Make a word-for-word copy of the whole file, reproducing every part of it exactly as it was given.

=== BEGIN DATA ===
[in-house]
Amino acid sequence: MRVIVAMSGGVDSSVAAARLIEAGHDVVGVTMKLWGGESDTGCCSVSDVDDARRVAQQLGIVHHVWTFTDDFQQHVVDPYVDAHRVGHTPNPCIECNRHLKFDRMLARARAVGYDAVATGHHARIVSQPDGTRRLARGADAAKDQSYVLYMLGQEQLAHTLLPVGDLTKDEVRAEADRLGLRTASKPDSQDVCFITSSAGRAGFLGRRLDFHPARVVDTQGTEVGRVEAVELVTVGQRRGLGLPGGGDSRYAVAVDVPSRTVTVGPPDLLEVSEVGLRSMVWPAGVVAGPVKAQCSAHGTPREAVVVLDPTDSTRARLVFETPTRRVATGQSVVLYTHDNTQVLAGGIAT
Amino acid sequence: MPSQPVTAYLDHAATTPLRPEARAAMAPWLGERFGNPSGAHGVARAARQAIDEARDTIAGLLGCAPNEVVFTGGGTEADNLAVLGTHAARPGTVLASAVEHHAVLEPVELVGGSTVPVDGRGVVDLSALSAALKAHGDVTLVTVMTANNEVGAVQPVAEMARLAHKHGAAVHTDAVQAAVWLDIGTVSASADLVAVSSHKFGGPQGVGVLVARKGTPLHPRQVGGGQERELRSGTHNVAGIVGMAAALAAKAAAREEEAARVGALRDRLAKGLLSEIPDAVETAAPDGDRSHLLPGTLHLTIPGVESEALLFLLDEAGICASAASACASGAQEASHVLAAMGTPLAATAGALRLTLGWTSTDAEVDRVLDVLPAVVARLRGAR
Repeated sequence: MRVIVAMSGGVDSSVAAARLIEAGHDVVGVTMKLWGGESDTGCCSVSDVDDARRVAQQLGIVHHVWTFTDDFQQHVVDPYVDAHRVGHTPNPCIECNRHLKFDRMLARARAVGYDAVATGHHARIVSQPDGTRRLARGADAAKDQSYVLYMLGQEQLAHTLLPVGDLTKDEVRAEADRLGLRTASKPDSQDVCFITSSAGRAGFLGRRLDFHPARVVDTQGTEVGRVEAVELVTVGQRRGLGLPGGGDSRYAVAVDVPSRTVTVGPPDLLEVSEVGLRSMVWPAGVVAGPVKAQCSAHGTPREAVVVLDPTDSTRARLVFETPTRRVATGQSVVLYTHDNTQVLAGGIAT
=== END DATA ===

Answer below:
[in-house]
Amino acid sequence: MRVIVAMSGGVDSSVAAARLIEAGHDVVGVTMKLWGGESDTGCCSVSDVDDARRVAQQLGIVHHVWTFTDDFQQHVVDPYVDAHRVGHTPNPCIECNRHLKFDRMLARARAVGYDAVATGHHARIVSQPDGTRRLARGADAAKDQSYVLYMLGQEQLAHTLLPVGDLTKDEVRAEADRLGLRTASKPDSQDVCFITSSAGRAGFLGRRLDFHPARVVDTQGTEVGRVEAVELVTVGQRRGLGLPGGGDSRYAVAVDVPSRTVTVGPPDLLEVSEVGLRSMVWPAGVVAGPVKAQCSAHGTPREAVVVLDPTDSTRARLVFETPTRRVATGQSVVLYTHDNTQVLAGGIAT
Amino acid sequence: MPSQPVTAYLDHAATTPLRPEARAAMAPWLGERFGNPSGAHGVARAARQAIDEARDTIAGLLGCAPNEVVFTGGGTEADNLAVLGTHAARPGTVLASAVEHHAVLEPVELVGGSTVPVDGRGVVDLSALSAALKAHGDVTLVTVMTANNEVGAVQPVAEMARLAHKHGAAVHTDAVQAAVWLDIGTVSASADLVAVSSHKFGGPQGVGVLVARKGTPLHPRQVGGGQERELRSGTHNVAGIVGMAAALAAKAAAREEEAARVGALRDRLAKGLLSEIPDAVETAAPDGDRSHLLPGTLHLTIPGVESEALLFLLDEAGICASAASACASGAQEASHVLAAMGTPLAATAGALRLTLGWTSTDAEVDRVLDVLPAVVARLRGAR
Repeated sequence: MRVIVAMSGGVDSSVAAARLIEAGHDVVGVTMKLWGGESDTGCCSVSDVDDARRVAQQLGIVHHVWTFTDDFQQHVVDPYVDAHRVGHTPNPCIECNRHLKFDRMLARARAVGYDAVATGHHARIVSQPDGTRRLARGADAAKDQSYVLYMLGQEQLAHTLLPVGDLTKDEVRAEADRLGLRTASKPDSQDVCFITSSAGRAGFLGRRLDFHPARVVDTQGTEVGRVEAVELVTVGQRRGLGLPGGGDSRYAVAVDVPSRTVTVGPPDLLEVSEVGLRSMVWPAGVVAGPVKAQCSAHGTPREAVVVLDPTDSTRARLVFETPTRRVATGQSVVLYTHDNTQVLAGGIAT